Gait analysis of hoof strain data

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Bajcar, Ellen

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University of Guelph


The high value of competition horses and the risk of injury involved in sports drive the dependency on efficient veterinary support. Detection and evaluation of lameness by subjective visual assessment is a difficult medical task. The examiner needs to consider several different and rapidly changing body movement patterns. When the patterns become too complex, tools like Artificial Neural Network (ANN) can be useful. ANN can be gainfully applied to gait analysis, if the system has the ability to distinguish stride characteristics and to differentiate pathological gait. A Self-organizing Map (SOM) and Radial Basis Functions (RBF) network was trained to cluster and classify strain measurement data collected from a single hoof of moving horses. The performance of the network was examined by presenting different combinations of the available data and by varying network parameters. The method was successful in differentiating certain stride characteristics of individual horses, such as gait fingerprint, shoeing, gait, speed, and direction of movement. The neural network is still in search of the lame horse. The network's ability to distinguish the various stride characteristics encourages further investigation.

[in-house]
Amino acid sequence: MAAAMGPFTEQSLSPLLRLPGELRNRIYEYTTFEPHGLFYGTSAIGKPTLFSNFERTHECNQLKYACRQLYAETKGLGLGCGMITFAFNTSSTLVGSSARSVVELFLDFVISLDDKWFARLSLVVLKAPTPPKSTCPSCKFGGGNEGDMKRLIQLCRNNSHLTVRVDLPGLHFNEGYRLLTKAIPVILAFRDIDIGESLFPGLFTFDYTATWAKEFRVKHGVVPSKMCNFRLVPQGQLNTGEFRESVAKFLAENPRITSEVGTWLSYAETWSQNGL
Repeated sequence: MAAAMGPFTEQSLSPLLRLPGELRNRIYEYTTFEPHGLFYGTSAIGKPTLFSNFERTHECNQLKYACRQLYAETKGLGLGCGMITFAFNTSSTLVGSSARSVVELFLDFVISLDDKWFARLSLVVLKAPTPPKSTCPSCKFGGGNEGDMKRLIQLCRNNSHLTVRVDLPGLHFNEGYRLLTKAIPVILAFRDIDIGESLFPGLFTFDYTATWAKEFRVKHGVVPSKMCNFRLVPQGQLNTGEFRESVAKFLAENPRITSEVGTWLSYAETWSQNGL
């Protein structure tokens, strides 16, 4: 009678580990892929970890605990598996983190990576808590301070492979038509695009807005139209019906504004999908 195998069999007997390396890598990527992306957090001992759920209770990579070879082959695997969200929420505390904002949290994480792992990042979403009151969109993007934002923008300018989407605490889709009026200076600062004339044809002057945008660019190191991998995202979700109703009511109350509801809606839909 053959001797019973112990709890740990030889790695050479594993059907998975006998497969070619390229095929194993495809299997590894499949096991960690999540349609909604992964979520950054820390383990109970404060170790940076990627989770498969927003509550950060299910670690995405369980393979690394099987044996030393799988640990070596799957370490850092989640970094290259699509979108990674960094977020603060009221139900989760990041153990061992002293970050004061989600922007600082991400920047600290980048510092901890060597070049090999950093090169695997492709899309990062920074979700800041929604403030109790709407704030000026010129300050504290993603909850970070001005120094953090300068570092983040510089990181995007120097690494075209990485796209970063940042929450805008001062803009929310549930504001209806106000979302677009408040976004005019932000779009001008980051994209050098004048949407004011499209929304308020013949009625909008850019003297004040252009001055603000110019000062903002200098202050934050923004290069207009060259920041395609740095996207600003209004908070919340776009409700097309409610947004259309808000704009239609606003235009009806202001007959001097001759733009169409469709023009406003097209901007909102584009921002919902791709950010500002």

Lameness, Artificial Neural Network, Gait analysis, Hoof strain, Horses